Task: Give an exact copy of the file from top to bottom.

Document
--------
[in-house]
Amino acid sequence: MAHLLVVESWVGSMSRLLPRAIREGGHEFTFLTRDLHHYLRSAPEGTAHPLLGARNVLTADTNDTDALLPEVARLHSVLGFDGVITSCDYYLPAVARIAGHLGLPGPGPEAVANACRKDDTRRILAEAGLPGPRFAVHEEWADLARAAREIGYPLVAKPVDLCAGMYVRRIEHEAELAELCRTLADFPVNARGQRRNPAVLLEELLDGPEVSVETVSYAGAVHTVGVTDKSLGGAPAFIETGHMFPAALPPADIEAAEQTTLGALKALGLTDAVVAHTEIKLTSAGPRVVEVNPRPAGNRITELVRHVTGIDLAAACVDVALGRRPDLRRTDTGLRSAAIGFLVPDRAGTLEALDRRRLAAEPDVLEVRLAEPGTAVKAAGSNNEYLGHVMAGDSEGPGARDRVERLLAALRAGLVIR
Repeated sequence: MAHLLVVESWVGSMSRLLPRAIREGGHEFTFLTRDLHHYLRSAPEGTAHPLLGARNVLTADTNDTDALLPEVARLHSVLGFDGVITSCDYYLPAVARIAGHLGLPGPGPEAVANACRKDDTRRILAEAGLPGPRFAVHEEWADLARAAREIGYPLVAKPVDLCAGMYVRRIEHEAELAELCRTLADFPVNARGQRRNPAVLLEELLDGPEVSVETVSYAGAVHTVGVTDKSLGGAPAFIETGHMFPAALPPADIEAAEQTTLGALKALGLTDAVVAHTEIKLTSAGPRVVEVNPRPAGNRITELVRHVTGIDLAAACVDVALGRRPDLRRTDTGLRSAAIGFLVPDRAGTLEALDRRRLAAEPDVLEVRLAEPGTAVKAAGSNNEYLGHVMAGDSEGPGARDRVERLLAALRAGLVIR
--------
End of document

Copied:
[in-house]
Amino acid sequence: MAHLLVVESWVGSMSRLLPRAIREGGHEFTFLTRDLHHYLRSAPEGTAHPLLGARNVLTADTNDTDALLPEVARLHSVLGFDGVITSCDYYLPAVARIAGHLGLPGPGPEAVANACRKDDTRRILAEAGLPGPRFAVHEEWADLARAAREIGYPLVAKPVDLCAGMYVRRIEHEAELAELCRTLADFPVNARGQRRNPAVLLEELLDGPEVSVETVSYAGAVHTVGVTDKSLGGAPAFIETGHMFPAALPPADIEAAEQTTLGALKALGLTDAVVAHTEIKLTSAGPRVVEVNPRPAGNRITELVRHVTGIDLAAACVDVALGRRPDLRRTDTGLRSAAIGFLVPDRAGTLEALDRRRLAAEPDVLEVRLAEPGTAVKAAGSNNEYLGHVMAGDSEGPGARDRVERLLAALRAGLVIR
Repeated sequence: MAHLLVVESWVGSMSRLLPRAIREGGHEFTFLTRDLHHYLRSAPEGTAHPLLGARNVLTADTNDTDALLPEVARLHSVLGFDGVITSCDYYLPAVARIAGHLGLPGPGPEAVANACRKDDTRRILAEAGLPGPRFAVHEEWADLARAAREIGYPLVAKPVDLCAGMYVRRIEHEAELAELCRTLADFPVNARGQRRNPAVLLEELLDGPEVSVETVSYAGAVHTVGVTDKSLGGAPAFIETGHMFPAALPPADIEAAEQTTLGALKALGLTDAVVAHTEIKLTSAGPRVVEVNPRPAGNRITELVRHVTGIDLAAACVDVALGRRPDLRRTDTGLRSAAIGFLVPDRAGTLEALDRRRLAAEPDVLEVRLAEPGTAVKAAGSNNEYLGHVMAGDSEGPGARDRVERLLAALRAGLVIR